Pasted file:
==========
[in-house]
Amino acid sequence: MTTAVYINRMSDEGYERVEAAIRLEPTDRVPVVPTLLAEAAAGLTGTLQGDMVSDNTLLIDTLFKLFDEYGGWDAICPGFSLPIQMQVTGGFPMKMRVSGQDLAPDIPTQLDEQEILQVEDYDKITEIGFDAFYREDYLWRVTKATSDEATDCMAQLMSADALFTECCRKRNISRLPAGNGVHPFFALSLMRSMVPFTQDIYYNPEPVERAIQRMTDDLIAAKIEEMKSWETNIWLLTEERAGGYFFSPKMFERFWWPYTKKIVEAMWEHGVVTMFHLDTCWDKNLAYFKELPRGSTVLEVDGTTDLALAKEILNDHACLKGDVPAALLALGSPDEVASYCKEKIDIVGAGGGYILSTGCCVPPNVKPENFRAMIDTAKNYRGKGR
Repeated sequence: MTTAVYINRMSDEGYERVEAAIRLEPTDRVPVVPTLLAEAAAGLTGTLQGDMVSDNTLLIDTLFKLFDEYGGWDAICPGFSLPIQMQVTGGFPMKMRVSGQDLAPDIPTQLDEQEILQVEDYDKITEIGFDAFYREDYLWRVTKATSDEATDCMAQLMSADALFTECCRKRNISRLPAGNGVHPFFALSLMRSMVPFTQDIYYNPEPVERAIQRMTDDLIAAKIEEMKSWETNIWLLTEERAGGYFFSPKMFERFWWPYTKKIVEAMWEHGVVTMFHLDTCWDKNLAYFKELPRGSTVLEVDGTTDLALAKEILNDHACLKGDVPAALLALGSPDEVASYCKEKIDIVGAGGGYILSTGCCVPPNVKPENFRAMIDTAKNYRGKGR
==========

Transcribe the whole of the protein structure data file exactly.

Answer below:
[in-house]
Amino acid sequence: MTTAVYINRMSDEGYERVEAAIRLEPTDRVPVVPTLLAEAAAGLTGTLQGDMVSDNTLLIDTLFKLFDEYGGWDAICPGFSLPIQMQVTGGFPMKMRVSGQDLAPDIPTQLDEQEILQVEDYDKITEIGFDAFYREDYLWRVTKATSDEATDCMAQLMSADALFTECCRKRNISRLPAGNGVHPFFALSLMRSMVPFTQDIYYNPEPVERAIQRMTDDLIAAKIEEMKSWETNIWLLTEERAGGYFFSPKMFERFWWPYTKKIVEAMWEHGVVTMFHLDTCWDKNLAYFKELPRGSTVLEVDGTTDLALAKEILNDHACLKGDVPAALLALGSPDEVASYCKEKIDIVGAGGGYILSTGCCVPPNVKPENFRAMIDTAKNYRGKGR
Repeated sequence: MTTAVYINRMSDEGYERVEAAIRLEPTDRVPVVPTLLAEAAAGLTGTLQGDMVSDNTLLIDTLFKLFDEYGGWDAICPGFSLPIQMQVTGGFPMKMRVSGQDLAPDIPTQLDEQEILQVEDYDKITEIGFDAFYREDYLWRVTKATSDEATDCMAQLMSADALFTECCRKRNISRLPAGNGVHPFFALSLMRSMVPFTQDIYYNPEPVERAIQRMTDDLIAAKIEEMKSWETNIWLLTEERAGGYFFSPKMFERFWWPYTKKIVEAMWEHGVVTMFHLDTCWDKNLAYFKELPRGSTVLEVDGTTDLALAKEILNDHACLKGDVPAALLALGSPDEVASYCKEKIDIVGAGGGYILSTGCCVPPNVKPENFRAMIDTAKNYRGKGR